All compression is fundamentally the same. Allocate the least bits to the most frequently represented symbols. If all symbols are equally represented, then the signal is at maximum uncertainty or entropy, which is almost the same thing. In this case, your signal would be white noise, and it can't be compressed.
One technique in image compression is to break the image up into 8x8 blocks, apply the DCT, quantize, and compress. This is essentially how jpeg compression works. One reason the DCT is chosen as the transform is that it has good energy compaction properties. Most of the energy in the signal will be concentrated into the first few coefficients. And the human eye is supposed to be somewhat insensitive to the higher frequencies. Thus you can quantize them quite heavily. However, there may be other reasons for using the DCT as well.
An unfortunate side effect of breaking the image up into 8x8 blocks is that the blocking is visible in the decompressed image. In a highly compressed image, it is very noticeable. There are various techniques for decreasing the blocking effect. They range from very simple filtering and averaging to more complex ideas such as projection onto convex sets. (If you have the time to learn optimization theory, then I say go for it.)
I had the idea that averaging spatial domain, decompressed images, where the blocking was shifted, might lead to better results. But this requires saving multiple copies of the compressed image, which isn't realistic. After doing some research, I found a similar idea that doesn't require saving multiple compressed images. Not realizing this is a post-processing only technique (most are), I implemented this as averaging in the DCT domain.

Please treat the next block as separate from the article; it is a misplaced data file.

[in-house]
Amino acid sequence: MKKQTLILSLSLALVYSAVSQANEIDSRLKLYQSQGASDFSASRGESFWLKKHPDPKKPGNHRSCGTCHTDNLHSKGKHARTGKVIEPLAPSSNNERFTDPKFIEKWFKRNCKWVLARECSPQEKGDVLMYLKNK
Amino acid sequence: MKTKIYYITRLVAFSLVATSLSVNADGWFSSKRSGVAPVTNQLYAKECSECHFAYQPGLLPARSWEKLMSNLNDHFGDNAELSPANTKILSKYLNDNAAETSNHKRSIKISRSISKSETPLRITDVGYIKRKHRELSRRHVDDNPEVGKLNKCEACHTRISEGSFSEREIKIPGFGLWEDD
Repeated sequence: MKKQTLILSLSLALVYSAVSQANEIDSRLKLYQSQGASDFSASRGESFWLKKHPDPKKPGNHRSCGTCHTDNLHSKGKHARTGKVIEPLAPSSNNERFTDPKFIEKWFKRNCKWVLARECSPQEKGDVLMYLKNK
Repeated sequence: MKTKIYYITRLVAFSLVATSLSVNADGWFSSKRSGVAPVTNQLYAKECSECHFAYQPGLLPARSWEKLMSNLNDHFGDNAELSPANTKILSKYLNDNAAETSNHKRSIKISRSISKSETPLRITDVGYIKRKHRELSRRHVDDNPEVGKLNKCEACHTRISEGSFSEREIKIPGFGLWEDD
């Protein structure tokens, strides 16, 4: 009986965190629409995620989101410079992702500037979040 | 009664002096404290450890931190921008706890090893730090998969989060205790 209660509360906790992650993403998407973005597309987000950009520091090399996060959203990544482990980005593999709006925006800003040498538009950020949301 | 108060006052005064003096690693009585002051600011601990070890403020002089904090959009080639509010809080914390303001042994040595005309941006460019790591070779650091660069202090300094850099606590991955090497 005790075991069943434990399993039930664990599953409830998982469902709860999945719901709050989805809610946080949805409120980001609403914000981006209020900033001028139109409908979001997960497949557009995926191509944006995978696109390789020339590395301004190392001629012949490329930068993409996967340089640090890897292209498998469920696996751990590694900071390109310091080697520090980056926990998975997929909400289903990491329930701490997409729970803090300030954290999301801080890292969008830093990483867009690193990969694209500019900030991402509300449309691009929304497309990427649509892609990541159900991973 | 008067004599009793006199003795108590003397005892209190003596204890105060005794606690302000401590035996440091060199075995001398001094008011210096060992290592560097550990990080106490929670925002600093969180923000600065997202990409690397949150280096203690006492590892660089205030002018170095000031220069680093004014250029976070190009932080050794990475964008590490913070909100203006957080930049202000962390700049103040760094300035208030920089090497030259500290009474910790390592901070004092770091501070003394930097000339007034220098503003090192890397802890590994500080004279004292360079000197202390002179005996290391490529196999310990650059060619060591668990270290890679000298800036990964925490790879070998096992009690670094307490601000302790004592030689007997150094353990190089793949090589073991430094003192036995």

That's OK. I still got some interesting results. The first image below is the decompressed image without any additional processing. Only the DCT and quantization steps were performed. The second one is the same except eight extra copies of the image were averaged in the DCT domain. The extra copies were shifted at most one pixel horizontally, vertically, or both. And they were weight less than the main copy.
There is a hint of blur in the decompressed image due to the shifting and averaging. Although the blocking doesn't appear any different on the clown between the first and second images, there seems to be less blocking around the numbers and letters (by my inspection).
In the last image, 48 extra weighted images were averaged. The blur at this point is very bad. And it appears to have actually increased blocking of the hair.
What is interesting about trying to deblock an image this way is that it's a preprocessing step. No post-processing is required. This is desirable if possible because an image usually only needs to be compressed once, but it may be decompressed frequently. Due to the high complexity of some post-processing algorithms, frequent decompression may be undesirable.
Some more work remains to be done. I didn't experiment much with the weights. I also quantized twice -- after the DCT and after averaging. You might get better results by quantizing only at the end. It would also be useful to compare the second image to a post-processed, low pass filtered image. I couldn't do this without writing my own conv2 for octave.
You will need to install octave. Since the Unix culture believes strongly in code reuse, you will also need gnuplot and imagemagick. Take care of the first two with emerge octave and the last with emerge imagemagick. If you don't have Gentoo, well, have fun!
You will also need matlab or octave mode for emacs. I suggest using matlab mode; it's much more complete. The only trouble is that octave lets you use '#' and '"' for comments and strings respectively. But these are invalid in matlab syntax, and it will confuse matlab mode. So you might want to avoid them, or change them to '%' and '''.